When I think of scientific research, I like to try to divide it up into three different categories. You have developmental research. This is where you're really demonstrating a new technology. Something that you already understand. Something that you know that it works. But, you're just trying to improve it to make it practical. An example of this is the VCD experiment that we have on STS-107. This Vapor Compression Distillation process is a process that we're hoping to use on International Space Station where we can take wastewater, purify it, and then perhaps use it for drinking water. So, we're developing new technologies like that on board this flight. You also have research that falls in the category of investigative research, where you're trying to answer fundamental questions. We're doing a lot of that on this flight with experiments such as PhAB4, which stands for physiology and biochemistry. It's experiments where we're looking at the human body. We're trying to understand more about the human body, how it works, and how it reacts to the microgravity environment. And, hopefully, taking some of the lessons we learn and applying them to down here on Earth. Then, you have the final category of research, which I like to think of as just pure science or satisfying our curiosity. It's really just building on man's knowledge base of information. Research like this may not yield any practical results right away, but it does just add to our knowledge and understanding of the universe. On this flight, we have an experiment CVX, which is a very interesting experiment. It's the Critical Viscosity of Xenon. And, it's probably not going to yield any practical result. But, basically we're going to take the element xenon. We're going to take it to its critical point, and that's a point where it's in a fine balance between its vapor state and its liquid state. And then, we're going to study the viscosity of it. And that's something that's really interesting to the National Bureau of Standards, but perhaps to the common person it really doesn't have any true interest or any value. But really, you know, you'd be surprised with all this research that we do, some of the results that we gain may not mean anything to us right here today, but in the future they could be very valuable. And, we've seen that time and time again.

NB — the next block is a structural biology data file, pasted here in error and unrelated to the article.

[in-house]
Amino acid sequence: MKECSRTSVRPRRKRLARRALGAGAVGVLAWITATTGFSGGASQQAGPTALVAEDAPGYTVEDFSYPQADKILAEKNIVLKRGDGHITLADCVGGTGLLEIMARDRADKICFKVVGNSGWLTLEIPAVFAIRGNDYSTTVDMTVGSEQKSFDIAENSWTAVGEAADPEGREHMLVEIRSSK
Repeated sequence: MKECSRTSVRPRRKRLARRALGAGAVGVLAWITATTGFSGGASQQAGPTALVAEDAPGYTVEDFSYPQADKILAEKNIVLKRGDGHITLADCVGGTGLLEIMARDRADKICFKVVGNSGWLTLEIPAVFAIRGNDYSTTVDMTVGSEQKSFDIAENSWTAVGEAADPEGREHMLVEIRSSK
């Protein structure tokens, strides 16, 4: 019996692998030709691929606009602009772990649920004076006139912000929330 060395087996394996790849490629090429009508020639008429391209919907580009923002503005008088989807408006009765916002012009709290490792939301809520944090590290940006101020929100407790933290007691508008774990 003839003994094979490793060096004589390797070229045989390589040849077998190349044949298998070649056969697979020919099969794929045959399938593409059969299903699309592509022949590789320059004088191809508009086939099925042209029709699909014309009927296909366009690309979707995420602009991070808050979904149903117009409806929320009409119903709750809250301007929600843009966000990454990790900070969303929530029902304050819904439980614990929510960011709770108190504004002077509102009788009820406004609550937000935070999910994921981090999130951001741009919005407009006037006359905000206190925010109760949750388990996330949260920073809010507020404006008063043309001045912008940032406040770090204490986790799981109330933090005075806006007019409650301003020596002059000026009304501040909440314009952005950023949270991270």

I'm going to throw one at you that's kind of not in here. What surprises you or amazes you about the scope of experiments on this mission? It's, I mean, what are your thoughts about how vast an amount of experiments are on this mission?

When we first started training for this flight and we got our first briefings about the number of payloads and experiments that were going to be on this flight, I was really amazed. I was impressed. It was certainly evident that the scientific community had been waiting a long time for this flight, and they'd saved up a number of really good experiments. And, they've done an excellent job in patching all these experiments and integrating them into the 16-day mission. And, it's been one of the hardest parts of preparing for this flight is really trying to get a handle on the variety of payloads and experiments. But we're just excited to be able to take them up there and, hopefully, bring back some of the best science we've had in years.

As part of being assigned to this mission you and some of your crewmates have agreed to be science experiments yourselves, subjects. What are your thoughts about that? What's that going to be like? Or what's it been like training for that?

You know, the first thing they did when they were going to pick a crew for this flight was they sat us down and explained to us what our role would be, not only as the scientist doing the experiments, but also as subjects of the experiments. And, they outlined, in great detail, what would be expected of us in that role. And of course, you know, when you're talking about getting on a space shuttle mission, you'll do anything. So, of course, you sign up for anything that they ask you to do. But, when reality actually hits and you actually start becoming that subject, and they actually start poking and prodding you a little bit, then you start to realize, you know, what you've actually signed up for. But, I think we all know, in reality, that it's for an extremely good cause. A lot of hard work has gone into preparing these experiments. People have taken great pains to make sure that this science is valuable and worthwhile, and that everything we do is extremely safe. So, I feel, you know, very comfortable about doing what we're doing. And, I know that the small pains that we go through are going to have great benefits and rewards in the end.